One-stop shop for Dubai patient data

DUBAI // A new two-prong patient data-sharing project in Dubai will mean tailored health care, improved communication between hospitals and better crisis management, its supporters say. Salama is an electronic medical record system for Dubai Health Authority, and the Nabidh scheme is a patient data exchange. Both will be up and running in all 34 […]

DUBAI // A new two-prong patient data-sharing project in Dubai will mean tailored health care, improved communication between hospitals and better crisis management, its supporters say.

Salama is an electronic medical record system for Dubai Health Authority, and the Nabidh scheme is a patient data exchange.

Both will be up and running in all 34 Dubai hospitals by 2018, giving patients and doctors a single electronic medical file.

A command centre will be established to help crunch patient data and distribute it to hospitals, police and the fire service to help manage crises.

Dr Mohammad Al Redha, director of health data and information analysis at the DHA, said programme costs were not yet available.

“This will allow us to make a powerful analysis of what services are needed in Dubai,” he said.

“Security is going to be world class and in line with UAE regulations on privacy and confidentiality.

“It is a complete science that will allow us to look into the future of health care requirements to both prevent and act when required.”

Under the changes, a doctor who sees a patient for the first time will have full access to that patient’s medical history here.

Amani Al Jassmi, director of information technology at the DHA, said: “It will help improve patient care and patient safety, and improve risk management and organisational quality.”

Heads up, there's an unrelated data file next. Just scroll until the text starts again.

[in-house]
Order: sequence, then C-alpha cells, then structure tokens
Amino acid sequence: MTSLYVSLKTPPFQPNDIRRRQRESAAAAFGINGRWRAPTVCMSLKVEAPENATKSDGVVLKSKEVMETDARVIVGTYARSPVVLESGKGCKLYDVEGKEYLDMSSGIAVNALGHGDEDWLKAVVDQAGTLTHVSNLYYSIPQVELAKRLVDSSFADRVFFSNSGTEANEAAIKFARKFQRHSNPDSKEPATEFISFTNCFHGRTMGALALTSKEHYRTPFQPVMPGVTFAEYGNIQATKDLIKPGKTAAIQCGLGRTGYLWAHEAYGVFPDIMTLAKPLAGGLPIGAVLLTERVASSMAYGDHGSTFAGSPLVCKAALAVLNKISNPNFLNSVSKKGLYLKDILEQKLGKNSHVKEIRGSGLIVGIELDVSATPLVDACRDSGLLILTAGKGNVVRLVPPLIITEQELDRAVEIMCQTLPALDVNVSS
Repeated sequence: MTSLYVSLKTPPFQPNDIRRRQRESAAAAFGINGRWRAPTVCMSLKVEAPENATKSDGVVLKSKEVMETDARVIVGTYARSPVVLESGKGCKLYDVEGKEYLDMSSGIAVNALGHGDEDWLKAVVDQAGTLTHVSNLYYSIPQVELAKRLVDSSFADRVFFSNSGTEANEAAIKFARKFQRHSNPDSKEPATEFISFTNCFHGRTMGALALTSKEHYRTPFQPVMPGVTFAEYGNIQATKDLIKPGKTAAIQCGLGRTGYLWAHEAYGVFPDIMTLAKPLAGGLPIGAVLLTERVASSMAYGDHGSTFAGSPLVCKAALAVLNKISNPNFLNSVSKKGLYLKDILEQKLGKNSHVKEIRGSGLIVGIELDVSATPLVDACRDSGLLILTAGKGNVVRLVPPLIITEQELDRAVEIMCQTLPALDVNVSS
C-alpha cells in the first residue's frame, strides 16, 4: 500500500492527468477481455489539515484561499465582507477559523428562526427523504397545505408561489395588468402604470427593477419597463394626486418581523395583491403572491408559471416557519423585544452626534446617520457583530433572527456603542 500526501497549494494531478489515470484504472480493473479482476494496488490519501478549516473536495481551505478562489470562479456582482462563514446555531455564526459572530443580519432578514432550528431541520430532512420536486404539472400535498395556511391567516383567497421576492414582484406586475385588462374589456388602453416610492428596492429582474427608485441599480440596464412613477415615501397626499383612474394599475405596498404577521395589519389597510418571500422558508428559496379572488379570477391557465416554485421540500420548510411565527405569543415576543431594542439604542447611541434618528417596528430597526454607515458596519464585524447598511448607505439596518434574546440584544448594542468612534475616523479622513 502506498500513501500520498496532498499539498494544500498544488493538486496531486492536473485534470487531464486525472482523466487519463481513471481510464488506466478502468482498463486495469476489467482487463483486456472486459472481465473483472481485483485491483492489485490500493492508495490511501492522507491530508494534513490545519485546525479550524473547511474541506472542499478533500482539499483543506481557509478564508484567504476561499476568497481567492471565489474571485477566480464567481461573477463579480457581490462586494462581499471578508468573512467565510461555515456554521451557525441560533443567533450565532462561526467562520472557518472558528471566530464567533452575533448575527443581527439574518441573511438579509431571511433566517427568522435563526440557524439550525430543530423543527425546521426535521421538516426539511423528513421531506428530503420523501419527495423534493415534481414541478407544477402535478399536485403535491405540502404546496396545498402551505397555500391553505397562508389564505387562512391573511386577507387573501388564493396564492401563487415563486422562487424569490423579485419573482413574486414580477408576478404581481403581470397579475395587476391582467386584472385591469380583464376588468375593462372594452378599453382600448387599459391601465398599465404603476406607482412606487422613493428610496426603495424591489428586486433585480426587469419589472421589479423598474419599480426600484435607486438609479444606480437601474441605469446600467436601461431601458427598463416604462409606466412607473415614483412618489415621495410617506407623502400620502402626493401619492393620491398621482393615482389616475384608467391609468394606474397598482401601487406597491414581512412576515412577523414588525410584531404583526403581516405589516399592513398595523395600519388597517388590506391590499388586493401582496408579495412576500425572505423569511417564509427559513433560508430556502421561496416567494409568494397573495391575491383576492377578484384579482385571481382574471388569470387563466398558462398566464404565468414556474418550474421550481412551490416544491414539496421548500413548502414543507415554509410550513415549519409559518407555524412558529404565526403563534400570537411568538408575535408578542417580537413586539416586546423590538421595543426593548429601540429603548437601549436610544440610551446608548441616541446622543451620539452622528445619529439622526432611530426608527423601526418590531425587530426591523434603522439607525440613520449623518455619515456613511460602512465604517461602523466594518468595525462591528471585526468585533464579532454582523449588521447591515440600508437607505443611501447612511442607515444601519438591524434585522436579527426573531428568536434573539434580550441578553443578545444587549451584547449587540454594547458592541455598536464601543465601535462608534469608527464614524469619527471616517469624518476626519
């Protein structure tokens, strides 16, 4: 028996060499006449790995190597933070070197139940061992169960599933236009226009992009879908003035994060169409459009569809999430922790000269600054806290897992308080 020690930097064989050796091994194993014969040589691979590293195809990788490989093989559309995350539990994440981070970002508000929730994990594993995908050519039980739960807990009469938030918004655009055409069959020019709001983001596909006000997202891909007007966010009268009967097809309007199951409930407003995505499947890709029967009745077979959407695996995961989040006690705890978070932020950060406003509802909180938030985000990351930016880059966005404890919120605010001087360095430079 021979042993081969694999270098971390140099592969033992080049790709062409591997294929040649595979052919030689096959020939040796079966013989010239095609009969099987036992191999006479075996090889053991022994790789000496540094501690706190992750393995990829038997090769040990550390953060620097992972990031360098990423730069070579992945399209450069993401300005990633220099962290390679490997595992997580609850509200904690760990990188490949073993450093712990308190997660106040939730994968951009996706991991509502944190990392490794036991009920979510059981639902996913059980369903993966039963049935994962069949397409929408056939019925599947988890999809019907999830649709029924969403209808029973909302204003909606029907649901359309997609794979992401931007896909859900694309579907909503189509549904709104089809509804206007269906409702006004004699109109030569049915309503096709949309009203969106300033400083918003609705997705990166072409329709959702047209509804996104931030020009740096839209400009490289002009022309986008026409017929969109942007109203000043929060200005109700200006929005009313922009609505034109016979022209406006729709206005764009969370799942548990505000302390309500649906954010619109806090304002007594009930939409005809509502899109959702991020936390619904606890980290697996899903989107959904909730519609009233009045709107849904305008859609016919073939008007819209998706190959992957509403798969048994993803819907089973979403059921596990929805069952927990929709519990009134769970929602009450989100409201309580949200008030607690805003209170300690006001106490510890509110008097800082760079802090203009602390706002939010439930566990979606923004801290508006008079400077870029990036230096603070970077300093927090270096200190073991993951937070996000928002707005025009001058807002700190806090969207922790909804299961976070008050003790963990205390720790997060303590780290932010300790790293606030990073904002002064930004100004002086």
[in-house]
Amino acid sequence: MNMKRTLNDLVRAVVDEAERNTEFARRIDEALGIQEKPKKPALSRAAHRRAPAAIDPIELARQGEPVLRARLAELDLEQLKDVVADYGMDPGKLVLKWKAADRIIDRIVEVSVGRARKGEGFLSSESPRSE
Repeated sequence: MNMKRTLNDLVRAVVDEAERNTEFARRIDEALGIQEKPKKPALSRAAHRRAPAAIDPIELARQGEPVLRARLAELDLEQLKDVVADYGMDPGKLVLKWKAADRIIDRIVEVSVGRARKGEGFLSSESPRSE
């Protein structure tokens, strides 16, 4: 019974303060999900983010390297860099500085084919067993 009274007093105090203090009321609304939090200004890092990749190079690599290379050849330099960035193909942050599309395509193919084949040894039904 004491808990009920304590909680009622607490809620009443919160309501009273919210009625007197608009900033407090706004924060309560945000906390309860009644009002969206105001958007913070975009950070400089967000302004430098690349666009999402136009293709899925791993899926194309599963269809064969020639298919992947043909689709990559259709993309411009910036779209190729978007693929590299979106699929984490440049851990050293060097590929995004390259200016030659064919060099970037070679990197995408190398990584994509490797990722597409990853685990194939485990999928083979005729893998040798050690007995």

The system will automatically cross-reference allergic reactions to medication, and provide alerts to draw attention to changes in patients’ medications or conditions.

First responders and paramedics will also have access to patient data.

Doctors will know where spare beds are, or where to find specialists with expertise relevant to a patient’s condition.

“Data sharing will help clinics and hospitals keep track of medication, what is available and what stocks need replenishing,” Dr Al Redha added.

“It is our job as clinicians to find where the medication is, the fastest way possible. Doctors will have access to an inventory of medical stocks so they know what is available and where.”

Data will be integrated with the National Unified Medical Record, which will be developed by the Ministry of Health so that information can be shared not just in Dubai, but across the UAE.

“This will provide huge value to the health care service in Dubai,” said Humaid Al Qatami, the chairman and director general of the DHA.

“These two projects are the largest of their kind in the Middle East in terms of the volume of health data that will generate.

“This big-data will help us build evidence based public health policies.”

nwebster@thenational.ae

Source: uae news

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